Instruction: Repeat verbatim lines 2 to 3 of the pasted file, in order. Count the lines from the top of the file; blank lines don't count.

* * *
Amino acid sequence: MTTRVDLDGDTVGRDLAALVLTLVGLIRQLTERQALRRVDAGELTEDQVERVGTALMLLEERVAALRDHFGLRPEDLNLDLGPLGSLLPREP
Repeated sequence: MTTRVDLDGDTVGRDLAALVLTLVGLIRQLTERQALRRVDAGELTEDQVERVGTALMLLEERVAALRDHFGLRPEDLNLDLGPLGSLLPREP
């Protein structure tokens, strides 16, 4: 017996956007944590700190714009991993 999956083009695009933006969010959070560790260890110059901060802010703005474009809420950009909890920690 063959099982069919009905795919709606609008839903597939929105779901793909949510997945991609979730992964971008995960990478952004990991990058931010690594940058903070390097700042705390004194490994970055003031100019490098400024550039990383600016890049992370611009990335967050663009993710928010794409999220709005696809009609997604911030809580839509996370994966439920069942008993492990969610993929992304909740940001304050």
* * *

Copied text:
Repeated sequence: MTTRVDLDGDTVGRDLAALVLTLVGLIRQLTERQALRRVDAGELTEDQVERVGTALMLLEERVAALRDHFGLRPEDLNLDLGPLGSLLPREP
């Protein structure tokens, strides 16, 4: 017996956007944590700190714009991993 999956083009695009933006969010959070560790260890110059901060802010703005474009809420950009909890920690 063959099982069919009905795919709606609008839903597939929105779901793909949510997945991609979730992964971008995960990478952004990991990058931010690594940058903070390097700042705390004194490994970055003031100019490098400024550039990383600016890049992370611009990335967050663009993710928010794409999220709005696809009609997604911030809580839509996370994966439920069942008993492990969610993929992304909740940001304050």